The bigger problem for me was moving from Jack’s side to Amy’s side to Jack’s side to Amy’s side, the transitions really weren’t built there. It was just basically contrasting, but there was no sense of flow between them. And the good versions of these sequences it really feels like you’re moving forward every time you’re moving between the characters. It can be as simple as like he opens a door and then she opens a door, or she walks through a door. That sense of like there’s a visual feeling of moving through a space. And here it was just like a bunch of shot, shot, shot, shot, shot, which got me a little bit frustrated.

Craig, I had a hard time understanding this campus. And so our initial description of the campus, I think the reason why you sort of wonder like is it a private art college, so “Amy walks across a small but fancy university campus pathway. This school probably wasn’t like your college. There are no frats or grades but there are workshop nights with copious amounts of alcohol and ever present judgement from the anti-commercialism students.” But you didn’t say private art college. You didn’t give me a sense – give me a name. Just be specific about sort of where we’re at. I didn’t know where we were at sort of in the world. So, you gave me a lot of context without telling me what I’m actually looking at.

Craig: Yeah. Well, let’s talk about the simultaneity in the beginning. I think you’re exactly right. The best of these things work where one side of the simultaneous action is commenting on the other. So it’s simply the contrast of I got up on time, I didn’t. I’m clean, I’m going to take a drink. But there’s something a little bit more commenty about it. It seems like – well first of all I thought they were in the same place for a while. It’s a natural thing to presume that if we start with an interior of a bedroom and then we cut to an interior of a bedroom and they are two people in their mid-20s and they are both waking up at the same time that they may be roommates. They could be living in the same house. I don’t know. So partly I also wanted to make very sure, or I would suggest to Angelique that she make sure that there’s a little bit there to make it clear that this is one kind of space, this is another kind of space. This one is on the ground floor of a tiny thing and this one is in the high rise of a large dormitory. Whatever it is, just so I know they’re in different places.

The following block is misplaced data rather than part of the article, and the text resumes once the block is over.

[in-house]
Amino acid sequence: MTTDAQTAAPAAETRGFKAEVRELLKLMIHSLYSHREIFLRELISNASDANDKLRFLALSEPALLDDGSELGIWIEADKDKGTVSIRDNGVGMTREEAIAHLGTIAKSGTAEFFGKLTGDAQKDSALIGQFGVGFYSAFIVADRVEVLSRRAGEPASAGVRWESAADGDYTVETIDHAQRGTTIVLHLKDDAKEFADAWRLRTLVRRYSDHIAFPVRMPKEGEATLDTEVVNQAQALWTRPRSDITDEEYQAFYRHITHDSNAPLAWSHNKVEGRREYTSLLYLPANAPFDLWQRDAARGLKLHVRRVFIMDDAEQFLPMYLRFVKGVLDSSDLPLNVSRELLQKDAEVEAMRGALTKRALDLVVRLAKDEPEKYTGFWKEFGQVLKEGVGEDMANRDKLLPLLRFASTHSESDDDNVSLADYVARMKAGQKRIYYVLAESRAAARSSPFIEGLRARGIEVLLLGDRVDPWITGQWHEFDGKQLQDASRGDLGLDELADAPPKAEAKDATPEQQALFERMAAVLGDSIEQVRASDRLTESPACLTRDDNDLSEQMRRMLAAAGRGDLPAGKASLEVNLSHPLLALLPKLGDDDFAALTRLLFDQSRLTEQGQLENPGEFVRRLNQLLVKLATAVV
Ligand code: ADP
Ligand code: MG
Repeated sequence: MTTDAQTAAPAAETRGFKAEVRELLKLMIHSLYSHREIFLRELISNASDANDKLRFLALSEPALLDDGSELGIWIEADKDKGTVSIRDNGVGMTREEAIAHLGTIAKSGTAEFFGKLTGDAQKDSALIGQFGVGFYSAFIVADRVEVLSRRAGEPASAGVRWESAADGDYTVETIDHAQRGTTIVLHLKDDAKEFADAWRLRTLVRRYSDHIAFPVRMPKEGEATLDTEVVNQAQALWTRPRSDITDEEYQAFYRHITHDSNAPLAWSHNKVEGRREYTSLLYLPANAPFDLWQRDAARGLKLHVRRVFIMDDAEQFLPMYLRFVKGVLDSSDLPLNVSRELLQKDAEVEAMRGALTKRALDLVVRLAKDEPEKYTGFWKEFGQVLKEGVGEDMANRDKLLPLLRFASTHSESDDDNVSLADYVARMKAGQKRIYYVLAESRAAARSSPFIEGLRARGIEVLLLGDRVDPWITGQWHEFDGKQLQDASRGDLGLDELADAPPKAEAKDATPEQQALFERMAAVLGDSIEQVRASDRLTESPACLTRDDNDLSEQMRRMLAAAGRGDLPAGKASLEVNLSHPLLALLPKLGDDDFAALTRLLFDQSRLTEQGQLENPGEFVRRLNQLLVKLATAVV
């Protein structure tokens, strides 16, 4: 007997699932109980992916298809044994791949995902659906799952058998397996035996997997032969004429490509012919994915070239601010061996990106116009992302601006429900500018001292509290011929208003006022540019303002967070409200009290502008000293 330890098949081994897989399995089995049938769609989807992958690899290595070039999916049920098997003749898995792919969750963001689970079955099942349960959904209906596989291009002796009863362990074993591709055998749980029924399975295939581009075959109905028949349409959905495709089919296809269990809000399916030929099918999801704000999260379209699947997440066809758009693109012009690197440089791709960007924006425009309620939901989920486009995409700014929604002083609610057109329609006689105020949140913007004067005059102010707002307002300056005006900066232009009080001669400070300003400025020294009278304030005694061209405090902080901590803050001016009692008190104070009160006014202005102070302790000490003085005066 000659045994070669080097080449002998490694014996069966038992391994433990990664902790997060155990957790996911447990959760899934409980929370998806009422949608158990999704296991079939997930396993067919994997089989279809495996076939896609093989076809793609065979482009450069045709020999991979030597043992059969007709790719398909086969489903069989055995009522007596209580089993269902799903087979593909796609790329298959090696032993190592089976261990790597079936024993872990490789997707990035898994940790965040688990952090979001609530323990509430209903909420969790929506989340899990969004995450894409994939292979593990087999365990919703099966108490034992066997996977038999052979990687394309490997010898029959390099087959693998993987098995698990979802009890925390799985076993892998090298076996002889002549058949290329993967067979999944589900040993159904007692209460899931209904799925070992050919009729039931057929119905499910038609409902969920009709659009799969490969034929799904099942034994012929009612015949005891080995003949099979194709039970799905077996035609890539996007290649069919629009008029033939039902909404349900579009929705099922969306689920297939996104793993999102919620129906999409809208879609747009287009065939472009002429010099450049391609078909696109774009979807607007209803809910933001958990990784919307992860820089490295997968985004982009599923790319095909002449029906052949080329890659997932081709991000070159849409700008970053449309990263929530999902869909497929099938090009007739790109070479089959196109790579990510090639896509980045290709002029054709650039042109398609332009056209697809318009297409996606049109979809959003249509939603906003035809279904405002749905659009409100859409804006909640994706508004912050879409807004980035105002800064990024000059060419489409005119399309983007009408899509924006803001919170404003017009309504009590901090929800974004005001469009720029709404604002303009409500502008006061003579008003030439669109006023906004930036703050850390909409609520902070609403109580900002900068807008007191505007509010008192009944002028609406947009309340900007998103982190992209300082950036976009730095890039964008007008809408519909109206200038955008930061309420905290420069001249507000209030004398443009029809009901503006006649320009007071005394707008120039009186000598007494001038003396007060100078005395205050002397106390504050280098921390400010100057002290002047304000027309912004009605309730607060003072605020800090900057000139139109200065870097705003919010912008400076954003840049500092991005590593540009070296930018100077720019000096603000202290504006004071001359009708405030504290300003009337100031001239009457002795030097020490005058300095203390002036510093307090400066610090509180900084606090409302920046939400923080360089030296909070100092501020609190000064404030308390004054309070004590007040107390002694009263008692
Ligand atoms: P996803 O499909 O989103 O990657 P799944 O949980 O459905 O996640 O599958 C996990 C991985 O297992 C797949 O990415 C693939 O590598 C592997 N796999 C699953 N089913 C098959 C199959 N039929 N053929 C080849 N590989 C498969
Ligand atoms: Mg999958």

It is very cliché. And it’s not giving me much other than this. This guy is a straight-shooter and she’s a mess. Which kind of, hmmm, we’ve seen it. We’ve just seen the wake up sequence many, many times. It’s hard to get excited about it. And I’m not sure it’s the best way to introduce somebody like this, meaning Jack. Amy, yes. Right?

So let’s get to John’s point about this college. Here are the things that Angelique describes about the college at the top of page 2 that we will not see. We will not see that it is small. We will not see that it is fancy. We will not see that it wasn’t like our college. We will not see that there are not frats or grades. And we will not see that there are workshop nights, whatever those are, with copious amounts of alcohol. And we will not see the ever-present judgment from the anti-commercialism students. What are they anyway?

We will see none of that. Here’s what we will see. We will see a 24-year-old woman walking across some sort of quad. So, therefore what Angelique does later down is exactly the kind of thing she needs to do right away. “Jack walks down the hall taking in all the posters and art. One flyer reads: ‘WANT TO JOIN AN EMOTIONAL FIGHT CLUB?’ Another: ‘JUNG DEMOCRATS MEETING TONIGHT!’”